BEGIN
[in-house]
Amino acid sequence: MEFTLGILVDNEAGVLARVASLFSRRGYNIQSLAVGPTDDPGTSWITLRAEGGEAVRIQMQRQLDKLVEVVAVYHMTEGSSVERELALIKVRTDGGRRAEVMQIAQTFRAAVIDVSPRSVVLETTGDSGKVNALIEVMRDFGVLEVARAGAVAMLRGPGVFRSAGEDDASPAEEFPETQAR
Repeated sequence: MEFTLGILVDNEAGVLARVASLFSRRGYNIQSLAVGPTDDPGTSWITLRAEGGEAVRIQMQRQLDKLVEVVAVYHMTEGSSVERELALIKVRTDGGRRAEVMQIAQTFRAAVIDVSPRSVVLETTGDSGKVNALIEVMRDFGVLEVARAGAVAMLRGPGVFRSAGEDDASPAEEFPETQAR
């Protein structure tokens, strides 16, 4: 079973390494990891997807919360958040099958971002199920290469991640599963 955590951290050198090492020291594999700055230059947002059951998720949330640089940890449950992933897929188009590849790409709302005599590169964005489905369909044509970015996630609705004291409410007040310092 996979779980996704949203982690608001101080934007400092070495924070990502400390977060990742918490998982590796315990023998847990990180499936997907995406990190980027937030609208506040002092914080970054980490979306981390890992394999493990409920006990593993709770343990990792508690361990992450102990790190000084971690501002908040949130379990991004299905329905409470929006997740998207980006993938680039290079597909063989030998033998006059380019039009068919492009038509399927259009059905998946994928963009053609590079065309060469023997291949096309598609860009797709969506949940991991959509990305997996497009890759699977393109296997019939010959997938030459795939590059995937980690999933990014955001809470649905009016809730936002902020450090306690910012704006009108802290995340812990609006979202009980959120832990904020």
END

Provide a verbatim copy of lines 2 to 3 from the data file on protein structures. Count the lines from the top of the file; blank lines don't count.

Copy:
Amino acid sequence: MEFTLGILVDNEAGVLARVASLFSRRGYNIQSLAVGPTDDPGTSWITLRAEGGEAVRIQMQRQLDKLVEVVAVYHMTEGSSVERELALIKVRTDGGRRAEVMQIAQTFRAAVIDVSPRSVVLETTGDSGKVNALIEVMRDFGVLEVARAGAVAMLRGPGVFRSAGEDDASPAEEFPETQAR
Repeated sequence: MEFTLGILVDNEAGVLARVASLFSRRGYNIQSLAVGPTDDPGTSWITLRAEGGEAVRIQMQRQLDKLVEVVAVYHMTEGSSVERELALIKVRTDGGRRAEVMQIAQTFRAAVIDVSPRSVVLETTGDSGKVNALIEVMRDFGVLEVARAGAVAMLRGPGVFRSAGEDDASPAEEFPETQAR